I received an email a couple of days ago from a friend who is working diligently to help Afghan refugees. My friend is a peace activist who often visited people in Kabul before the Taliban overran the country again. She knows many young Afghans, especially young women, and she has been trying to get them to places where they can live in safety. There are so many Afghans that have fled from their native land, and my friend’s efforts are sometimes futile. Yet, she keeps looking for new homes for the people she knows and loves. She doesn’t give up.
My friend hooked me up with a young Afghan family in the fall of 2021. She thought that I could help them in some way. If nothing else, I could let them know that they were not forgotten. A husband, his wife, and their infant son were stuck in Pakistan. Both parents had been working with Americans, and so they were targets of Taliban retribution. They wanted to come to the United States, but that was not possible. Eventually, they we accepted into a small European country. They were three of the eight refugees that this country allowed to immigrate there.
One reason that my friend connected me with this particular family was that the husband had been trained as a helicopter pilot. He had gone to flight school in UAE and had flown missions for about five years with the Afghan Air Force. My friend reasoned that this man’s profession would appeal to me, since many years ago I flew helicopters in the U.S. Army. We also had a connection in that he is caring for a small child, and I am currently doing the same thing.
The recent email from my peace activist friend concerned this man’s attempt to use his flight skills in his new homeland. He wants to be a pilot again. The problem is that he doesn’t have the qualifications required by the government of this European country. He needs to go back to flight school, at the cost of 70,000 Euros, to get up to speed. That is a daunting prospect. Even if he can find the time and money to become qualified as a rotary wrong pilot in his new home, then what?
My friend attached a letter sent to her by somebody she knows who is assisting this Afghan with his efforts to fly again. Part of the letter is the man’s resume. I looked at it, and one thing jumped out at me.
This Afghan pilot has only 700 hours of flight time.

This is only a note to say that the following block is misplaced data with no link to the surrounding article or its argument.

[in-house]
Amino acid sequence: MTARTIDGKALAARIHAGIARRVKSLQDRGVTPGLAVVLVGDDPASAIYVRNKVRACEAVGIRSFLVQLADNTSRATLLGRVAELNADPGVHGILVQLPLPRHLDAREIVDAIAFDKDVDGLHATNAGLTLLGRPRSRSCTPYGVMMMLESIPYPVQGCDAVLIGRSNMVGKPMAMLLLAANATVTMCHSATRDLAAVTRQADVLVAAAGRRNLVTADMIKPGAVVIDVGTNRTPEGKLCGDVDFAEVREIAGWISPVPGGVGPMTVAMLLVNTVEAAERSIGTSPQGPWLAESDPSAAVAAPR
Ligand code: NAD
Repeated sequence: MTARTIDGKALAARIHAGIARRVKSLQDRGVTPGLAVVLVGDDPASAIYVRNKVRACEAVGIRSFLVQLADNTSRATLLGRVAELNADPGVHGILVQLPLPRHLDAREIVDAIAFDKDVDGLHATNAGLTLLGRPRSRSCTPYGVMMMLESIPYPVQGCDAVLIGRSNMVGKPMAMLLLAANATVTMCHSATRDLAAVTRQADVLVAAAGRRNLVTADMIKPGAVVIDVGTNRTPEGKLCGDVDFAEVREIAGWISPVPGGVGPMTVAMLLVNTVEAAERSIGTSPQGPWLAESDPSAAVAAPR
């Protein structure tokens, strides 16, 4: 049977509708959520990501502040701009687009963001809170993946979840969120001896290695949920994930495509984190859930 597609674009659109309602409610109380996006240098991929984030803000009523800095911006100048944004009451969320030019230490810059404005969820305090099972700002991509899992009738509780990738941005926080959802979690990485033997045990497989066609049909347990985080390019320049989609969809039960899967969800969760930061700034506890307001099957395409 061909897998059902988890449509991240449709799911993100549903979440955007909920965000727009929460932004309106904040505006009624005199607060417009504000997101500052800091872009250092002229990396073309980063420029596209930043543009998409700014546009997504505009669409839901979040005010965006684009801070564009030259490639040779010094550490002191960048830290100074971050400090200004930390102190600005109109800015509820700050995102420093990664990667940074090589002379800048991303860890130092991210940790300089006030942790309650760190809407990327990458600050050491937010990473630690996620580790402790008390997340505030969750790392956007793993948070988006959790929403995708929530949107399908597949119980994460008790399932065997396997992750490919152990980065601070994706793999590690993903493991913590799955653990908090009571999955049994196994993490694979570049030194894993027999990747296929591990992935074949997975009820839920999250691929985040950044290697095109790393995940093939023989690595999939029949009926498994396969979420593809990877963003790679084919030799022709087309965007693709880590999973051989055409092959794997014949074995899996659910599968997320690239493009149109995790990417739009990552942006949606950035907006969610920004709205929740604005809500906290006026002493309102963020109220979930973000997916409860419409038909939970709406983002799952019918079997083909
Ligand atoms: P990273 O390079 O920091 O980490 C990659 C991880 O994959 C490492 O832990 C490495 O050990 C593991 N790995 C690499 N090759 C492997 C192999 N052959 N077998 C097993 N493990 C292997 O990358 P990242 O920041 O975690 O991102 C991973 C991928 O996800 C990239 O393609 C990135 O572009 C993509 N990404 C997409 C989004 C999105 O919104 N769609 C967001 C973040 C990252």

When I got out of the Army in 1986, I had 800 hours. That may seem like a lot, but it’s not. I didn’t even try to find work as a helicopter pilot because I knew that I did not have the flight experience to compete with other vets. A warrant officer pilot who retires from the military might have thousands of flight hours. When I left the Army, there were still probably hundreds of Vietnam vintage pilots working in the civilian market. They had jobs. They could get hired. I couldn’t.
I wound up going into the trucking industry, an environment that was completely alien to me. I stayed in that field for twenty-eight years. It wasn’t what I wanted to do. It wasn’t what my previous experience prepared me for. I had to try something new and scary because I had to care for my wife who was pregnant with our first child. I had to go way out of my comfort zone to survive.
This young Afghan pilot has his heart set on flying again. I understand that. I miss flying. I haven’t flown since 1986, and I probably never will again. He may have to think outside of the box. He’s a smart man. He knows two languages, and he is rapidly learning his third. He is in the same situation that I was thirty-seven years ago. He has to provide for his family, and he needs to find a new career soon. He has a gun to his head.
I don’t have all the facts. I don’t know what the job market is like in his new country. Generally, rotary-wing pilot jobs are much scarcer than positions for fixed-wing pilots. Maybe It’s different where he is. Maybe things have changed radically since I was desperately searching for work in the 1980s. I don’t know.
This guy is a vet, so he has all the obstacles that any veteran of any army has when looking for his or her first civilian job. The HR people he meets probably won’t understand what he did in the military. Corporate management won’t necessarily care that he was in the army. They won’t care that he is a refugee. The people who do the hiring will only have one question for him:
“Can you make us money?”
This guy and his family have already been through the wringer. They are living in a new country, with a new language, and with new customs. They have left nearly everything from their old lives behind.
More than likely, this man will wind up in a new line of work. Being a pilot is another thing that he may have to leave behind.
Frank (Francis) Pauc is a graduate of West Point, Class of 1980. He completed the Military Intelligence Basic Course at Fort Huachuca and then went to Flight School at Fort Rucker. Frank was stationed with the 3rd Armor Division in West Germany at Fliegerhorst Airfield from December 1981 to January 1985. He flew Hueys and Black Hawks and was next assigned to the 7th Infantry Division at Fort Ord, CA. He got the hell out of the Army in August 1986.
As the Voice of the Veteran Community, The Havok Journal seeks to publish a variety of perspectives on a number of sensitive subjects. Unless specifically noted otherwise, nothing we publish is an official point of view of The Havok Journal or any part of the U.S. government.